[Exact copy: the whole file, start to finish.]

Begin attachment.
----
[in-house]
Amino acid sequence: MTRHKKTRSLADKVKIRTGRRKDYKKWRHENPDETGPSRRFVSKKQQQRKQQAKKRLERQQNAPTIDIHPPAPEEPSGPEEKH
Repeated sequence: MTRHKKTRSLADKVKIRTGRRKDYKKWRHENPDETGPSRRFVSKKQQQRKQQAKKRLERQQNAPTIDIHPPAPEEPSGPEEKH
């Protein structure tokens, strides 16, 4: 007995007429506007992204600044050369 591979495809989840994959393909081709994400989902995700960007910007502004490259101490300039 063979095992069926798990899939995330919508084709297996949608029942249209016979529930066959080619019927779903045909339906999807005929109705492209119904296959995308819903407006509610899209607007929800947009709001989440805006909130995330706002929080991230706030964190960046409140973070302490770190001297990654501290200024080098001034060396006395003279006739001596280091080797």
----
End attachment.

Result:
[in-house]
Amino acid sequence: MTRHKKTRSLADKVKIRTGRRKDYKKWRHENPDETGPSRRFVSKKQQQRKQQAKKRLERQQNAPTIDIHPPAPEEPSGPEEKH
Repeated sequence: MTRHKKTRSLADKVKIRTGRRKDYKKWRHENPDETGPSRRFVSKKQQQRKQQAKKRLERQQNAPTIDIHPPAPEEPSGPEEKH
């Protein structure tokens, strides 16, 4: 007995007429506007992204600044050369 591979495809989840994959393909081709994400989902995700960007910007502004490259101490300039 063979095992069926798990899939995330919508084709297996949608029942249209016979529930066959080619019927779903045909339906999807005929109705492209119904296959995308819903407006509610899209607007929800947009709001989440805006909130995330706002929080991230706030964190960046409140973070302490770190001297990654501290200024080098001034060396006395003279006739001596280091080797």